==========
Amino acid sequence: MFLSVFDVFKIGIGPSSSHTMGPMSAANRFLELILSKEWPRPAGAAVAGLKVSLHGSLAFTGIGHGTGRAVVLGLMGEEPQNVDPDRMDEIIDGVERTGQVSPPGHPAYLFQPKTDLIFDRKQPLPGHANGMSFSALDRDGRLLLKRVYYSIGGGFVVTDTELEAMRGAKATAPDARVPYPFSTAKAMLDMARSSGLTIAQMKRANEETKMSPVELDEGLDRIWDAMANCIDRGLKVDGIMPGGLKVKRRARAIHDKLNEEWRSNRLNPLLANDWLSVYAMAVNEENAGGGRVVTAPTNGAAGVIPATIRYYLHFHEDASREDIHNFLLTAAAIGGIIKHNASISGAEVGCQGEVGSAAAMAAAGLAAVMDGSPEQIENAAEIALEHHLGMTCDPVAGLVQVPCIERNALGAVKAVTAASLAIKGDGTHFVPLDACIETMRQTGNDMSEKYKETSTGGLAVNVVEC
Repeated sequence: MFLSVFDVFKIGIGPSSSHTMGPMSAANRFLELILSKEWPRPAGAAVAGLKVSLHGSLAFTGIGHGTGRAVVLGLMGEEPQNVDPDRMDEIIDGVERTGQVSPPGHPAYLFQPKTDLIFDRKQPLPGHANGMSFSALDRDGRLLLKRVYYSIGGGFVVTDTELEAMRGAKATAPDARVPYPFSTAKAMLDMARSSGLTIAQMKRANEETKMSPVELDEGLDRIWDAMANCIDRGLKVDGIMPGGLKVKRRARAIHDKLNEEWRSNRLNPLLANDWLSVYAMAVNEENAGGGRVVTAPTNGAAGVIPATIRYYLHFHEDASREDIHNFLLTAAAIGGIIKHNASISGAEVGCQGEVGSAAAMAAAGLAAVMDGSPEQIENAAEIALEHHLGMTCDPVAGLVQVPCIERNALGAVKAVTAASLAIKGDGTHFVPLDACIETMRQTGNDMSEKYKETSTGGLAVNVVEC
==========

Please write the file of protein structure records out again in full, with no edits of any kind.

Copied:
Amino acid sequence: MFLSVFDVFKIGIGPSSSHTMGPMSAANRFLELILSKEWPRPAGAAVAGLKVSLHGSLAFTGIGHGTGRAVVLGLMGEEPQNVDPDRMDEIIDGVERTGQVSPPGHPAYLFQPKTDLIFDRKQPLPGHANGMSFSALDRDGRLLLKRVYYSIGGGFVVTDTELEAMRGAKATAPDARVPYPFSTAKAMLDMARSSGLTIAQMKRANEETKMSPVELDEGLDRIWDAMANCIDRGLKVDGIMPGGLKVKRRARAIHDKLNEEWRSNRLNPLLANDWLSVYAMAVNEENAGGGRVVTAPTNGAAGVIPATIRYYLHFHEDASREDIHNFLLTAAAIGGIIKHNASISGAEVGCQGEVGSAAAMAAAGLAAVMDGSPEQIENAAEIALEHHLGMTCDPVAGLVQVPCIERNALGAVKAVTAASLAIKGDGTHFVPLDACIETMRQTGNDMSEKYKETSTGGLAVNVVEC
Repeated sequence: MFLSVFDVFKIGIGPSSSHTMGPMSAANRFLELILSKEWPRPAGAAVAGLKVSLHGSLAFTGIGHGTGRAVVLGLMGEEPQNVDPDRMDEIIDGVERTGQVSPPGHPAYLFQPKTDLIFDRKQPLPGHANGMSFSALDRDGRLLLKRVYYSIGGGFVVTDTELEAMRGAKATAPDARVPYPFSTAKAMLDMARSSGLTIAQMKRANEETKMSPVELDEGLDRIWDAMANCIDRGLKVDGIMPGGLKVKRRARAIHDKLNEEWRSNRLNPLLANDWLSVYAMAVNEENAGGGRVVTAPTNGAAGVIPATIRYYLHFHEDASREDIHNFLLTAAAIGGIIKHNASISGAEVGCQGEVGSAAAMAAAGLAAVMDGSPEQIENAAEIALEHHLGMTCDPVAGLVQVPCIERNALGAVKAVTAASLAIKGDGTHFVPLDACIETMRQTGNDMSEKYKETSTGGLAVNVVEC